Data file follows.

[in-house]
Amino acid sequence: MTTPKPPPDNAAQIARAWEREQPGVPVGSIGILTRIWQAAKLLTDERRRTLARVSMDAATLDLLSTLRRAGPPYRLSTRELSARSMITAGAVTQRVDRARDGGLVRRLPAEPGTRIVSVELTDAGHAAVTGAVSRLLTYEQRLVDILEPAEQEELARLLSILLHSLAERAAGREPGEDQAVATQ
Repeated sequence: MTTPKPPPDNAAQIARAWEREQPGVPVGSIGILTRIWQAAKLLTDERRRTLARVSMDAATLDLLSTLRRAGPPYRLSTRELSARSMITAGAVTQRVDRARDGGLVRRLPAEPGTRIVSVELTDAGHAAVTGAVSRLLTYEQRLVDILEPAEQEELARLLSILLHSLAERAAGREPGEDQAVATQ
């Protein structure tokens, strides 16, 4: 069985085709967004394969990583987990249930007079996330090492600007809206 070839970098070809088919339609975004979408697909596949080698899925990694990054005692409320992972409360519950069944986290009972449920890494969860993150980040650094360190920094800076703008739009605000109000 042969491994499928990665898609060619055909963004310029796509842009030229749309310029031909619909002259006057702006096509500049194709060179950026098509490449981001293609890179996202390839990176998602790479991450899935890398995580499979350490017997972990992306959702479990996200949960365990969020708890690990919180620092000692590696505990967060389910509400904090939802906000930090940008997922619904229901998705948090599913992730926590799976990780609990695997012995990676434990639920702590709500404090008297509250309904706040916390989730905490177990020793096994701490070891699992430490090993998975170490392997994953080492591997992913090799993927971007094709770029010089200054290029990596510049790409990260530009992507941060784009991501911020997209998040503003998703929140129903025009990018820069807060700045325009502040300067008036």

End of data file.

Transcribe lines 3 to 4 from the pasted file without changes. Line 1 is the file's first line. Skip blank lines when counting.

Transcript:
Repeated sequence: MTTPKPPPDNAAQIARAWEREQPGVPVGSIGILTRIWQAAKLLTDERRRTLARVSMDAATLDLLSTLRRAGPPYRLSTRELSARSMITAGAVTQRVDRARDGGLVRRLPAEPGTRIVSVELTDAGHAAVTGAVSRLLTYEQRLVDILEPAEQEELARLLSILLHSLAERAAGREPGEDQAVATQ
């Protein structure tokens, strides 16, 4: 069985085709967004394969990583987990249930007079996330090492600007809206 070839970098070809088919339609975004979408697909596949080698899925990694990054005692409320992972409360519950069944986290009972449920890494969860993150980040650094360190920094800076703008739009605000109000 042969491994499928990665898609060619055909963004310029796509842009030229749309310029031909619909002259006057702006096509500049194709060179950026098509490449981001293609890179996202390839990176998602790479991450899935890398995580499979350490017997972990992306959702479990996200949960365990969020708890690990919180620092000692590696505990967060389910509400904090939802906000930090940008997922619904229901998705948090599913992730926590799976990780609990695997012995990676434990639920702590709500404090008297509250309904706040916390989730905490177990020793096994701490070891699992430490090993998975170490392997994953080492591997992913090799993927971007094709770029010089200054290029990596510049790409990260530009992507941060784009991501911020997209998040503003998703929140129903025009990018820069807060700045325009502040300067008036």